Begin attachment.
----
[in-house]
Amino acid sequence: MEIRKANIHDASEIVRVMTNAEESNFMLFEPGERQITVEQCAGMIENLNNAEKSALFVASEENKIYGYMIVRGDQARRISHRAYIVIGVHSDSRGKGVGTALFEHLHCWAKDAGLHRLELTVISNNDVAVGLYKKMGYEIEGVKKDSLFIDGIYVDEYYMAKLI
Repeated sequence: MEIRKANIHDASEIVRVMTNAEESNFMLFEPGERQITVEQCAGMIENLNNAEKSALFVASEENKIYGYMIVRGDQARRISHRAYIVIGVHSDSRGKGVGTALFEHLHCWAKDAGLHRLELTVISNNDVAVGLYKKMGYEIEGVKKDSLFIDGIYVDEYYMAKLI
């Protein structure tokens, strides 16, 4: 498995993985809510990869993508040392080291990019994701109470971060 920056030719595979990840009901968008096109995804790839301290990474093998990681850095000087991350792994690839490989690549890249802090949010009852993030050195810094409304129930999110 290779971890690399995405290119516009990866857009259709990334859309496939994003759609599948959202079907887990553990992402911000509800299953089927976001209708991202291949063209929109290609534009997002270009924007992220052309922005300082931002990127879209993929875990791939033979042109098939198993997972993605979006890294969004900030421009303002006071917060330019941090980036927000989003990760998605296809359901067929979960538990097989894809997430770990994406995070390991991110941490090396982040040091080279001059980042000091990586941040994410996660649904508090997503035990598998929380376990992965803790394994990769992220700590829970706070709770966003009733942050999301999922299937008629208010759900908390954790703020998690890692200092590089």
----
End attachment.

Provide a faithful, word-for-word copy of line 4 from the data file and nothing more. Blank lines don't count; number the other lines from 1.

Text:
């Protein structure tokens, strides 16, 4: 498995993985809510990869993508040392080291990019994701109470971060 920056030719595979990840009901968008096109995804790839301290990474093998990681850095000087991350792994690839490989690549890249802090949010009852993030050195810094409304129930999110 290779971890690399995405290119516009990866857009259709990334859309496939994003759609599948959202079907887990553990992402911000509800299953089927976001209708991202291949063209929109290609534009997002270009924007992220052309922005300082931002990127879209993929875990791939033979042109098939198993997972993605979006890294969004900030421009303002006071917060330019941090980036927000989003990760998605296809359901067929979960538990097989894809997430770990994406995070390991991110941490090396982040040091080279001059980042000091990586941040994410996660649904508090997503035990598998929380376990992965803790394994990769992220700590829970706070709770966003009733942050999301999922299937008629208010759900908390954790703020998690890692200092590089």